A recently discovered object sharing Earth’s orbital path around the Sun could actually be a trojan asteroid, astronomers have found.
If confirmed, it will be only the second object of its type identified to date, suggesting that there could be more of these hidden asteroids lurking in Earth’s gravitational pockets.
Trojan asteroids are space rocks that share the orbital path of larger planetary bodies in the Solar System, hanging out in gravitationally stable regions known as Lagrangian points.
These are pockets where the gravitational pulls of the planet and the Sun balance perfectly with the centripetal force of any small body in that region to basically hold it in place.
Each two-body system has five Lagrange points, as seen in the diagram below. There are five between Earth and the Moon; and another five between Earth and the Sun.
These are really quite useful, actually – we can put spacecraft in them and be reasonably confident they will stay put. The James Webb Space Telescope, for instance, will be going in the Earth-Sun L2 Lagrangian.
Lagrangians, however, can also capture space rocks, and the phenomenon is well-known in the Solar System.
Earth’s confirmed trojan, named 2010 TK7, is a chunk of rock around 300 metres (984 feet) across, hanging about the Earth-leading L4 Lagrangian in an oscillating tadpole-shaped orbit known as libration.
The new object, named 2020 XL5, which was first observed in November and December of last year, seems similar.
According to amateur astronomer Tony Dunn, who calculated the object’s trajectory using NASA’s JPL-Horizons software, it, too, librates around the Earth-Sun L4 Lagrangian, looping close to the orbit of Mars, and intersecting the orbit of Venus.
In the gif below, the asteroid’s orbit is in teal, with Earth in blue and Mars in orange. Venus and Mercury are both white.
Because it draws so near to Venus, if 2020 XL5 is a trojan, it may not be stable on long timescales. According to simulations run by Dunn, for a few thousand years, the asteroid will pass above and below the orbital plane of Venus when it intersects, keeping the planet from disrupting its orbit.
Eventually, however, gravitational interactions should move it away from the L4 point. This is supported by simulations run by amateur astronomer Aldo Vitagliano, creator of the Solex and Exorb orbital determination software.
“I can confirm that 2020 XL5 is presently a moderately stable Earth Trojan (I mean stable on a time scale of 2-4 millennia),” he wrote on the Minor Planets Mailing List.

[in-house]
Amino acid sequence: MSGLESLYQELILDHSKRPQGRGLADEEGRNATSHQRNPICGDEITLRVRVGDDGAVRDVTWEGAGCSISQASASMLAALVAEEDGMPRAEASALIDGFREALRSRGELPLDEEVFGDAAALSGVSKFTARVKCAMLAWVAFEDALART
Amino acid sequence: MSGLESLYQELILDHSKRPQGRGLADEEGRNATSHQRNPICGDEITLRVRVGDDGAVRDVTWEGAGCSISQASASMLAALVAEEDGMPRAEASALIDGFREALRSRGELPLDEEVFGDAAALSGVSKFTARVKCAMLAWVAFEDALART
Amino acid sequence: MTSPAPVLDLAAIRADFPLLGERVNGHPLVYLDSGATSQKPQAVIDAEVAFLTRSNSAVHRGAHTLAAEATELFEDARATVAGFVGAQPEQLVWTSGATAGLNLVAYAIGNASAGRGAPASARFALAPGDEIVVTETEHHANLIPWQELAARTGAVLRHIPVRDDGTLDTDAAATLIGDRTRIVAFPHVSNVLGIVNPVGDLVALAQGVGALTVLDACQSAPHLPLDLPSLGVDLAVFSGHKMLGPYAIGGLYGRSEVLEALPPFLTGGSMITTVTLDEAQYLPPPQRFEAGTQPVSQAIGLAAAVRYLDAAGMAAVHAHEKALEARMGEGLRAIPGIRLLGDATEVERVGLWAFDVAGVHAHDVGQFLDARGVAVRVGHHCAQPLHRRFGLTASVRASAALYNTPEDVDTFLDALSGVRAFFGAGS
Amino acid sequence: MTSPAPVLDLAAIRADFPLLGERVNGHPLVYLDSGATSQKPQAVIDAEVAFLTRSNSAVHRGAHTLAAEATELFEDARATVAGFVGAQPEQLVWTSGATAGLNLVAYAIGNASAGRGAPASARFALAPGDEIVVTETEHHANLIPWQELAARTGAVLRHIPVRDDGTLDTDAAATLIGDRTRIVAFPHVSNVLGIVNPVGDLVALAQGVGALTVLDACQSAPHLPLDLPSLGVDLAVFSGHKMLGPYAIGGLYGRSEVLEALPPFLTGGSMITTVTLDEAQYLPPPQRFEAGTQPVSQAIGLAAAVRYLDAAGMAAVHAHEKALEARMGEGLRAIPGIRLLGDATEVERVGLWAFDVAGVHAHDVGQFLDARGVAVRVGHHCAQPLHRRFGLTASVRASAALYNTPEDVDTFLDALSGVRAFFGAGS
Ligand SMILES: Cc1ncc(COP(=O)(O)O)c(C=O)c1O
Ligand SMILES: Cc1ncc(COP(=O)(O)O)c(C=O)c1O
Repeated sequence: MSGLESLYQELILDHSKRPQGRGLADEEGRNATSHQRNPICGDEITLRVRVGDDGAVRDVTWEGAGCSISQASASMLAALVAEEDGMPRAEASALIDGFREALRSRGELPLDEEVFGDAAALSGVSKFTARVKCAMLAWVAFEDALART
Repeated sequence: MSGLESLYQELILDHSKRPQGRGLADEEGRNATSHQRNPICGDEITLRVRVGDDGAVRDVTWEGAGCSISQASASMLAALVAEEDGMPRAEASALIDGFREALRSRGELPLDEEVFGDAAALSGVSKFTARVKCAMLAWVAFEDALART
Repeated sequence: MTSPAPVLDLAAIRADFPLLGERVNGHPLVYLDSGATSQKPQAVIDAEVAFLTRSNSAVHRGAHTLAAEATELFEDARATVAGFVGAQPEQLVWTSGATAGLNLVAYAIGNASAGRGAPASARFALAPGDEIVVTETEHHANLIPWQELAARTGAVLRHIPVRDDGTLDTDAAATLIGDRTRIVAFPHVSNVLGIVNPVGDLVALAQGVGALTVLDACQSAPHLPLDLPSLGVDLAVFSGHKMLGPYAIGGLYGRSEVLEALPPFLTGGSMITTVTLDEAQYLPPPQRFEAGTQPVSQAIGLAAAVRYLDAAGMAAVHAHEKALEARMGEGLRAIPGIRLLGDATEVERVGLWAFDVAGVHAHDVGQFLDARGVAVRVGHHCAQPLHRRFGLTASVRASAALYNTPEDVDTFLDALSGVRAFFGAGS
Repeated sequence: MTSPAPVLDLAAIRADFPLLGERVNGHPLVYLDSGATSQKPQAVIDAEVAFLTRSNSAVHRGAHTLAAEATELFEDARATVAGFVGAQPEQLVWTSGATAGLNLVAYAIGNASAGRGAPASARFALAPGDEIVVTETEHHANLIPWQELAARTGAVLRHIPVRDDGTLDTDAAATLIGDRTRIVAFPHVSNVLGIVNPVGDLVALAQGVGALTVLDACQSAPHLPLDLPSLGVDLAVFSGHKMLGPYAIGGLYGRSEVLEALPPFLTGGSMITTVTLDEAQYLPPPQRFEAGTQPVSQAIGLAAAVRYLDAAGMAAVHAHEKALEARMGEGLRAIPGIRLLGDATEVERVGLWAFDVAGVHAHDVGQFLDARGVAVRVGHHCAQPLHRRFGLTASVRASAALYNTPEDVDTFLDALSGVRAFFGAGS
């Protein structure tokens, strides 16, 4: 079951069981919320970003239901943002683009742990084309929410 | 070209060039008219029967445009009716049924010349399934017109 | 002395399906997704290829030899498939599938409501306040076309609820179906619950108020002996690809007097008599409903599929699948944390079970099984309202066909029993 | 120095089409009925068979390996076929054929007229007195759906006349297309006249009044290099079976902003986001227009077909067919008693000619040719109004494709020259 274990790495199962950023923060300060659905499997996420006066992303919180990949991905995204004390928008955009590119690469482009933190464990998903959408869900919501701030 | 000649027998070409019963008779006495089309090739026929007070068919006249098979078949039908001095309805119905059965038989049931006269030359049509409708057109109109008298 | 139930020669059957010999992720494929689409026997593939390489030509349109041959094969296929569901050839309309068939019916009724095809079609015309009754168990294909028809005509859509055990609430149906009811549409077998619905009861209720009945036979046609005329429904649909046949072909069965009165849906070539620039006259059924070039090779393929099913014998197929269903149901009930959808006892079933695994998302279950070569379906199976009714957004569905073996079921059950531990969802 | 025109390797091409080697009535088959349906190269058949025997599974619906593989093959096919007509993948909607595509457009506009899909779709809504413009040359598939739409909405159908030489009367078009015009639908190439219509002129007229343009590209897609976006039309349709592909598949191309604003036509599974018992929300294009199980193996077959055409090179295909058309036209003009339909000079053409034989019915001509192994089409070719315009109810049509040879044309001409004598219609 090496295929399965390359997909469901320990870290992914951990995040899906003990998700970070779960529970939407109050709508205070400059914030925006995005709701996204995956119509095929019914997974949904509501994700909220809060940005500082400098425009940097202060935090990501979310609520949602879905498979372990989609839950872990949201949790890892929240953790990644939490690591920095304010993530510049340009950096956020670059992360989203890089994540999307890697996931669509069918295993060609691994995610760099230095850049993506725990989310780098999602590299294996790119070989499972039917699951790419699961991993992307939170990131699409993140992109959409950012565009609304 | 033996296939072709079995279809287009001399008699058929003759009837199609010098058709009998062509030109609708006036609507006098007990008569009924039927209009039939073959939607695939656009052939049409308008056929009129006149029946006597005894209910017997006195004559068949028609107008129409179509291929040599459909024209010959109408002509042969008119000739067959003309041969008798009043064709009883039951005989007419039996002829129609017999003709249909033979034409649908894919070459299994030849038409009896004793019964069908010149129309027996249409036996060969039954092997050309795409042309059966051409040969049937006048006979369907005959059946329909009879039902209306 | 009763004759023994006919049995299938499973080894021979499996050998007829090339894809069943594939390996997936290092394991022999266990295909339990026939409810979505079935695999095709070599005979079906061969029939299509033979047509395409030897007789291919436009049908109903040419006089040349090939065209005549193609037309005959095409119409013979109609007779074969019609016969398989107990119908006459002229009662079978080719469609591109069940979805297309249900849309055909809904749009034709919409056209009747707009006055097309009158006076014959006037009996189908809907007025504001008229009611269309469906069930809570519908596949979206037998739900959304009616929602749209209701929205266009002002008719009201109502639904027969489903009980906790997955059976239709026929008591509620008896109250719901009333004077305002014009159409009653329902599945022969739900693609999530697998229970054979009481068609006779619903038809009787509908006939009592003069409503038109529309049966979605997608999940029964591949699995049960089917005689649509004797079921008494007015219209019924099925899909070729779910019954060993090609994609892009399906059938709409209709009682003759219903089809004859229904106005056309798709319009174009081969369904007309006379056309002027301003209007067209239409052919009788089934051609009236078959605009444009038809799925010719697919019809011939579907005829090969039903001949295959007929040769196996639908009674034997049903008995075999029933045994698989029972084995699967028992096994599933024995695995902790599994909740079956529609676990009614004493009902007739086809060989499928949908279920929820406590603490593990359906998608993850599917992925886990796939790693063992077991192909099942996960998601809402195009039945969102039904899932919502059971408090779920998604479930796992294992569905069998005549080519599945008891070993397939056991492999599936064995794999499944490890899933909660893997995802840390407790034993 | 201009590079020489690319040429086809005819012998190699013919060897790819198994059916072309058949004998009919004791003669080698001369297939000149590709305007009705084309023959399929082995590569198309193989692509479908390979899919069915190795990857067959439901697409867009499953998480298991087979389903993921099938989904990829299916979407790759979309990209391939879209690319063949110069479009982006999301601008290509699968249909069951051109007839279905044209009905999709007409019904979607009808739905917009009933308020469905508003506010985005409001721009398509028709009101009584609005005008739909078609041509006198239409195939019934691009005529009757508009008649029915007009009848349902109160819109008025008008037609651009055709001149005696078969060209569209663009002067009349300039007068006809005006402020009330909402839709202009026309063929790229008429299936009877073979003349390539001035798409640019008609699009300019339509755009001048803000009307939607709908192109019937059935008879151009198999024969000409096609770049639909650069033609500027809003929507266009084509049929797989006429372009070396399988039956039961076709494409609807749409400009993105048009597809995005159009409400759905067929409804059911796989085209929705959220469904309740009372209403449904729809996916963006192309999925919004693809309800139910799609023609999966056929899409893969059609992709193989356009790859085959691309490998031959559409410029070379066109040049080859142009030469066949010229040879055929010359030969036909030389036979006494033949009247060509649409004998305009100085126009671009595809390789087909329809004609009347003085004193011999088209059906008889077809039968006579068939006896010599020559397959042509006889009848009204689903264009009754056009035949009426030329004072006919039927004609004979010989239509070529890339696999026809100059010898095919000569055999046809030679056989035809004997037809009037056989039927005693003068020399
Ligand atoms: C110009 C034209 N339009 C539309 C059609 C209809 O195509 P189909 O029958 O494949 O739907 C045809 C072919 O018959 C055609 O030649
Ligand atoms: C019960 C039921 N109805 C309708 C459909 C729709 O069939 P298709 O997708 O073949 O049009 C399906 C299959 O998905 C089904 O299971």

“I have downloaded the nominal elements and their covariance matrix from the Neodys site, thereby generating 200 clones of the body. All the 200 clones, integrated up to AD 4500, although becoming spread over an orbital arc of more than 120 degrees, keep librating around the L4 point. The first clone jumps over the L3 point around year 4500, and by year 6000 many of them have done the jump and a few of them are librating around the L5 point.”
2010 TK7 isn’t necessarily stable in its current position long-term, either. A 2012 analysis found that it only became a trojan around 1,800 years ago, and will likely move away from the L4 point in about 15,000 years, into a horseshoe-shaped orbit, or into L5.
Although only one more data point, 2020 XL5 could help us figure out how to search for other potential Earth trojans. We have done so – both the OSIRIS-REx and Hayabusa2 spacecraft scanned the L4 and L5 points respectively in 2017 while en route to their respective targets, but found nothing. Searches from Earth have been nearly as fruitless.
That is not necessarily surprising. Any objects inhabiting the Lagrangians would be moving around a lot, leaving a very large patch of sky to scour looking for relatively small objects. From Earth, also, the placement with respect to the Sun makes detection challenging.
Scientists have ruled out a stable population of primordial trojans hiding since the beginning of the Solar System.
Nevertheless, even with current observational limitations, scientists have estimated that we could be able to detect hundreds of Earth trojans comparable in size to 2010 TK7. Gaining a better idea of how they move around the Lagrangians could help us narrow down where in the sky to look.
What we find – whether it’s a whole bunch of trojans, or a whole bunch of nothing – is bound to tell us more about the dynamics of our Solar System.